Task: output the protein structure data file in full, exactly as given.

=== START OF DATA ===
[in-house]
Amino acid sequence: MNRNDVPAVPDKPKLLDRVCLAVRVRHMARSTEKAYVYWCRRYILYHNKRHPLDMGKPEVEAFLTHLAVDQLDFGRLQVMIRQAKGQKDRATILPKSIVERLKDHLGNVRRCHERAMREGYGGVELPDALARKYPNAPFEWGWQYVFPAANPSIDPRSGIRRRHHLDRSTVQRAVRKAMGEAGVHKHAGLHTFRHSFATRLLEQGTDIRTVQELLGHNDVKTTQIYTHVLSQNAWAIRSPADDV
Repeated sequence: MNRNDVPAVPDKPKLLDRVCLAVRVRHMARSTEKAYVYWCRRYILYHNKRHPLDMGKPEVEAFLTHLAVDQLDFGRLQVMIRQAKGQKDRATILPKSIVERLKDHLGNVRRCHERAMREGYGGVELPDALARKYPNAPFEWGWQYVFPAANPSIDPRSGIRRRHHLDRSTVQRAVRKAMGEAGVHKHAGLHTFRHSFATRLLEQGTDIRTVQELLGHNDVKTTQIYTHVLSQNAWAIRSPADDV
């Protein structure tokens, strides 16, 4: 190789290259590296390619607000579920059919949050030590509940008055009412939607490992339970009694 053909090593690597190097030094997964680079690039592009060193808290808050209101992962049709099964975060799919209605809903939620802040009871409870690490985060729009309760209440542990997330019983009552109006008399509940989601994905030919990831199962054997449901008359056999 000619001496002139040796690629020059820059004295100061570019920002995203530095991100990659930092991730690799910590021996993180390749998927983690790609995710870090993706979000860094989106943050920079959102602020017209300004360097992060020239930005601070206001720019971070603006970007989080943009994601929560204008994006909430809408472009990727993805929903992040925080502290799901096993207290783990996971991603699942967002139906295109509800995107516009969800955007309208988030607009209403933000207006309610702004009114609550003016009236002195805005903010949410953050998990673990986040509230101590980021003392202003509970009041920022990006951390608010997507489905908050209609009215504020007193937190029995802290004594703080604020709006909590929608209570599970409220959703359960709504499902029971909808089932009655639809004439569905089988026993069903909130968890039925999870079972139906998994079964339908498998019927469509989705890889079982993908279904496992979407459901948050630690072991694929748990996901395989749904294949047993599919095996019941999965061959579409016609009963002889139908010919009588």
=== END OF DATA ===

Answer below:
[in-house]
Amino acid sequence: MNRNDVPAVPDKPKLLDRVCLAVRVRHMARSTEKAYVYWCRRYILYHNKRHPLDMGKPEVEAFLTHLAVDQLDFGRLQVMIRQAKGQKDRATILPKSIVERLKDHLGNVRRCHERAMREGYGGVELPDALARKYPNAPFEWGWQYVFPAANPSIDPRSGIRRRHHLDRSTVQRAVRKAMGEAGVHKHAGLHTFRHSFATRLLEQGTDIRTVQELLGHNDVKTTQIYTHVLSQNAWAIRSPADDV
Repeated sequence: MNRNDVPAVPDKPKLLDRVCLAVRVRHMARSTEKAYVYWCRRYILYHNKRHPLDMGKPEVEAFLTHLAVDQLDFGRLQVMIRQAKGQKDRATILPKSIVERLKDHLGNVRRCHERAMREGYGGVELPDALARKYPNAPFEWGWQYVFPAANPSIDPRSGIRRRHHLDRSTVQRAVRKAMGEAGVHKHAGLHTFRHSFATRLLEQGTDIRTVQELLGHNDVKTTQIYTHVLSQNAWAIRSPADDV
């Protein structure tokens, strides 16, 4: 190789290259590296390619607000579920059919949050030590509940008055009412939607490992339970009694 053909090593690597190097030094997964680079690039592009060193808290808050209101992962049709099964975060799919209605809903939620802040009871409870690490985060729009309760209440542990997330019983009552109006008399509940989601994905030919990831199962054997449901008359056999 000619001496002139040796690629020059820059004295100061570019920002995203530095991100990659930092991730690799910590021996993180390749998927983690790609995710870090993706979000860094989106943050920079959102602020017209300004360097992060020239930005601070206001720019971070603006970007989080943009994601929560204008994006909430809408472009990727993805929903992040925080502290799901096993207290783990996971991603699942967002139906295109509800995107516009969800955007309208988030607009209403933000207006309610702004009114609550003016009236002195805005903010949410953050998990673990986040509230101590980021003392202003509970009041920022990006951390608010997507489905908050209609009215504020007193937190029995802290004594703080604020709006909590929608209570599970409220959703359960709504499902029971909808089932009655639809004439569905089988026993069903909130968890039925999870079972139906998994079964339908498998019927469509989705890889079982993908279904496992979407459901948050630690072991694929748990996901395989749904294949047993599919095996019941999965061959579409016609009963002889139908010919009588």